…a cultural commodity @ The Postmodernism Style And Subversion 1970-1990 exhibition at the V&A museum

The Postmodernism exhibition at the V&A museum covers a wide range of cultural milieux: art, architecture, product design, fashion, music, cinema. Every event with such vague focus risks falling into clichés and generalisations and this exhibition is no exception.

Anyone who studied architecture in the 90’s and early 00’s and attempted to establish a contemporary architectural idiom, was advised to look into postmodernism as a negative object-lesson. Possibly because emerging as an antipode to modernism’s austerity, postmodernism reached great heights in aesthetic flamboyancy. However architecture  -and all other arts- tend to see the preceding era’s style as dated in order to move forward. Only for the same style to come back with a vengeance when fashion demands it. And the 80’s in particular are very much in fashion nowadays. Colours, forms, music and clothing styles of the 80’s are back and that could be a very plausible -and profitable- reason for the V&A  to choose this subject now.

Gaetano Pesce-Church of Solitude/Alexander Brodsy and Ilya Utkin’s Museum of Disappearing Buildings

Nevertheless, the main exhibit here is not architecture and one has to go past too many bright coloured tea-sets and funny looking furniture to enjoy unique architectural drawings of that time like Gaetano Pesce’s Church of Solitude or Alexander Brodsy and Ilya Utkin’s Museum of Disappearing Buildings. Not to mention that Robert Venturi’s Learning from Las Vegas, theoretical milestone as it is for post-modernism, does not exactly get the place it deserves.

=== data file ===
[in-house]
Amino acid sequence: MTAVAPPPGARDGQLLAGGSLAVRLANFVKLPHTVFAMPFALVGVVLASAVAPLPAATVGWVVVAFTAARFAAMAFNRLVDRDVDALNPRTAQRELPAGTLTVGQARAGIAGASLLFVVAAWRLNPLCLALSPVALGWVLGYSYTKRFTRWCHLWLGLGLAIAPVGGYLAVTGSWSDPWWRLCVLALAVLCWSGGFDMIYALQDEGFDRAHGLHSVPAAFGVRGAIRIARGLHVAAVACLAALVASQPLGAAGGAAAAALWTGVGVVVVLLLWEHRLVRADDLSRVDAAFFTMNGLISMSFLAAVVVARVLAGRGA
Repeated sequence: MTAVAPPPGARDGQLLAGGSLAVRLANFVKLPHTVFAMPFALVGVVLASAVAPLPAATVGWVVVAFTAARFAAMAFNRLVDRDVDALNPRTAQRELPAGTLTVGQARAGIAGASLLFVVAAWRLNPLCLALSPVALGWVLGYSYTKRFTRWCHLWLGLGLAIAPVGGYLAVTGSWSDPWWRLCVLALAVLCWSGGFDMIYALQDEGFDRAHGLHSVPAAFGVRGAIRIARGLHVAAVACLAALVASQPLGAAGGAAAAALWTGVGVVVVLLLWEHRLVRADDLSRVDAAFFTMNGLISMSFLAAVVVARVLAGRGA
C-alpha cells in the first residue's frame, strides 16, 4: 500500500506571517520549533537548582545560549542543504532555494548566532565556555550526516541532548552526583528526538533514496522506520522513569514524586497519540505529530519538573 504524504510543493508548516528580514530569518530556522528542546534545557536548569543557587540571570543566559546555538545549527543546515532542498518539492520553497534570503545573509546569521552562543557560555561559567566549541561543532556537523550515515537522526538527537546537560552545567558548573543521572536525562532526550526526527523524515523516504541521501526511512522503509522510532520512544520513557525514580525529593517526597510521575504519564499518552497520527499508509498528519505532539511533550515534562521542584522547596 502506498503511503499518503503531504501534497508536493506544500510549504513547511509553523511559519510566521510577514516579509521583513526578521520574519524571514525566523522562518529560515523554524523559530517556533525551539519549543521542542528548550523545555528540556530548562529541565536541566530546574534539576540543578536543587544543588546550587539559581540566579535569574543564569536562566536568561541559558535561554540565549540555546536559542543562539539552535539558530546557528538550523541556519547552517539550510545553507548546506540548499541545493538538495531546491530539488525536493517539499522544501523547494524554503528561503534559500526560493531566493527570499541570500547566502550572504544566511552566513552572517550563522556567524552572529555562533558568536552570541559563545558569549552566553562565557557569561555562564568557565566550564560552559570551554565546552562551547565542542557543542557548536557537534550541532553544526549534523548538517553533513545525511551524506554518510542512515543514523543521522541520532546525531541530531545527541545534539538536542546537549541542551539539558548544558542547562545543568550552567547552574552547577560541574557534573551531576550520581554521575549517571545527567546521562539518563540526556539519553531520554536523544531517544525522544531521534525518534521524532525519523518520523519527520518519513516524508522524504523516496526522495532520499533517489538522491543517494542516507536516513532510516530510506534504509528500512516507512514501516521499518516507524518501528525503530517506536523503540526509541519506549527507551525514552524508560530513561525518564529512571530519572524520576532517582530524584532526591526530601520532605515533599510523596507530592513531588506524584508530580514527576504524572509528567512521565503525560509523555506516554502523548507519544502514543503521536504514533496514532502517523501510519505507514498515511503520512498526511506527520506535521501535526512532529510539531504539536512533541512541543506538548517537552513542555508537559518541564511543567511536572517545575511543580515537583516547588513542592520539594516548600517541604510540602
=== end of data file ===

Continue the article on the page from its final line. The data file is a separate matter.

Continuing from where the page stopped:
Bill Woodrow’s Twin tub with Guitar / Robert Venturi’s Learning from Las Vegas / Ron Arad’s Concrete stereo / Grace Jones in a maternity dress by Jean-Paul Goude and Antonio Lopez

This exhibition undoubtedly focuses on commodities more than anything else. It also makes clear that since postmodernism emerged as the new -ism,  commodities have become “interchangeable but also include a violent energy that is akin to punk music and fashion” *. This is why postmodern aesthetics are cool and that coolness seems important enough to outshine the fact that there is nothing separating  the ‘avant-garde’ from the ‘commercial’ any longer. In that and in many other unfortunate ways, we are all most definitely  postmodern.

* quoted from the exhibition’s tag for Bill Woodrow’s Twin tub with Guitar
  1. Laura said:

    I enjoyed the tea-sets and funny furniture – more than the Venturi I think. The MTV room gave me the fear, which is good, as revived my faith in the avant garde, and that there is still a small corner that is not commercial? Liked the post, got me thinking.

  2. mania said:

    🙂 different strokes for different folks…I liked the MTV room and its spooky atmosphere. The Laurie Anderson video was wonderfully haunting!! I guess I am a bit of a victim of the 80’s revival trend in music. I really do want to believe that there is a part of avant-garde that is not commercial..but I’m afraid it’s rather small….

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